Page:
As the team flew to Florida to begin training camp, Montréal Impact fans were feeling rather blasé about the team’s offseason transfers. Then news broke on Monday evening. Team owner/president Joey Saputo was calling a press conference for the following morning. The topic was quickly revealed to be that industry veteran Kevin Gilmore would be announced as Saputo’s presidential successor. That revelation was met with utter incredulity – Saputo hand over the keys to his beloved team? Never!
As is usually the case with Impact news, the leaked info was confirmed. In a 45-minute conference, Saputo explained that as the league and the team were evolving at a much faster rate than he could have imagined, he simply could not devote the time needed to properly run the Impact’s organization. It turned out that Gilmore had begun working with the team as an independent consultant in November 2018, and his impressive sports management resumé coupled with his knowledge of the region planted the seed in Saputo’s mind that this could be the right person to take over as president.
Nobody can doubt how much Joey Saputo loves the team he founded in 1993. The team he brought to MLS in 2012, which reached the CONCACAF Champions League Final in 2015 and played one of the most thrilling Eastern Conference Final matchups in the history of MLS a year later. Joey Saputo is the man who brought Didier Drogba to Montréal, which allowed me to fall in love with the Impact. He was clearly ready to invest in establishing soccer’s presence in a fairly-monopolized Montréal sports landscape, with the construction of Stade Saputo and a state-of-the-art training facility. After a thoroughly disappointing 2017 season, Joey Saputo sought out an elite coaching staff in Rémi Garde, Joël Bats and their assistants.
However, repeated criticism of Saputo’s leadership was that his passion could cloud his judgment when it came to the business side of the team. In 2018, when the team was in the midst of a winless May, Saputo mused aloud in a radio interview about selling beloved captain Nacho Piatti. He regularly spoke of the team as being in a small market and having to live in the shadow of the Montreal Canadiens. He would lament the lack of sell-out games in the post-Drogba era while offering little in the way of solutions to bring new fans to the stadium and often alienating supporter groups.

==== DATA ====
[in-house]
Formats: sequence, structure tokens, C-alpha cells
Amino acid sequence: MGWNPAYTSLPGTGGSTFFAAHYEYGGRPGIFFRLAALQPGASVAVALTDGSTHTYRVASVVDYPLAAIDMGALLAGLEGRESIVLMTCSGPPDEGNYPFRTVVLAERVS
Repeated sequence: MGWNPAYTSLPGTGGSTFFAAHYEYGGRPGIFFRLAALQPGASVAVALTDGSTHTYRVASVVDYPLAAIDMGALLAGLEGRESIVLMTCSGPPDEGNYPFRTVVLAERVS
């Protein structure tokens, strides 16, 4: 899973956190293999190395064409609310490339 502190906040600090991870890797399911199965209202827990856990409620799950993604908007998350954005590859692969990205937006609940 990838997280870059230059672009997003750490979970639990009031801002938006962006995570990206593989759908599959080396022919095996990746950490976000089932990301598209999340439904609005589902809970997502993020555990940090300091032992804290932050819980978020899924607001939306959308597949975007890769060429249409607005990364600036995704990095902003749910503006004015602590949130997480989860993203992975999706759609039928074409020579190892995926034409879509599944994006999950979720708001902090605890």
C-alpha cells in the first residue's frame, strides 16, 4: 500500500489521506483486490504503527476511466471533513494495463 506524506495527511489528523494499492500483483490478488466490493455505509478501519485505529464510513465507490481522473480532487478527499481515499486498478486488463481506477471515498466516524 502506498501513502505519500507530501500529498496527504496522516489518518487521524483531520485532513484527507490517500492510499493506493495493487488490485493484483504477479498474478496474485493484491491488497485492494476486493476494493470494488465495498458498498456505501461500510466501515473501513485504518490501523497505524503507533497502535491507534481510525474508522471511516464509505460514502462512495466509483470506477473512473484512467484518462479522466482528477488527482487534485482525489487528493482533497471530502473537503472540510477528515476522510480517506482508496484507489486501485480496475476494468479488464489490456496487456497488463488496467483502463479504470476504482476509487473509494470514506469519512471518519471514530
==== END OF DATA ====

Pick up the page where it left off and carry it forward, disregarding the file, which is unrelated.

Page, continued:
In his statement, Kevin Gilmore addressed several of the Impact’s, and by extension Saputo’s, shortcomings head-on. “We need to understand that we play in a top market and we need to start acting like a big-market team,” he asserted. Gilmore called for wiser spending rather than splashing larger sums of cash. He recognized that MLS has a much younger viewing audience than the other big North American leagues and that the team needed to target those younger fans, to engage with them more. He firmly believes there are enough fans in the city to fill Stade Saputo every week, but the team needs to work much harder to bring them to the stadium. Gilmore feels that the multi-cultural, multi-lingual team represents the city and that the Impact need not cower in the shadow of the Habs, but seize their own identity and stand up on their own.
How do the fans feel? In his first conference, Gilmore spoke the words we wanted to hear. He has a long history in the sports business, and although he is educated as a lawyer, he speaks like a salesman. In particular, his desire to bring people to the stadium and to come to love the team, rather than attracting people who are looking for a casual outing thrilled the IMFC community. Gilmore cited the importance of highlighting Piatti, who is an eternally underrated star of the league, because if we have one of the league’s best players – the whole city needs to know it.
Gilmore also stated that his previous experiences in the NHL showed him that the administration should not involve themselves with the technical aspects of a team. Given Saputo’s reputation for over-management, it will be a breath of fresh air to know that Rémi Garde and his staff can operate without the president adding his two cents.
As a millennial myself and one of Gilmore’s targets, his insight into what we are looking for as a generation – experiences, engagement, and authenticity – inspired confidence that he is looking to target a younger generation, who will hopefully remain faithful to the stadium longer. Although it is too early for Gilmore to provide specific examples of the changes he will effect, and some difficult decisions made, the long-term future of the club looks far more exciting than it did just a week ago.
Featured image: @impactmontreal
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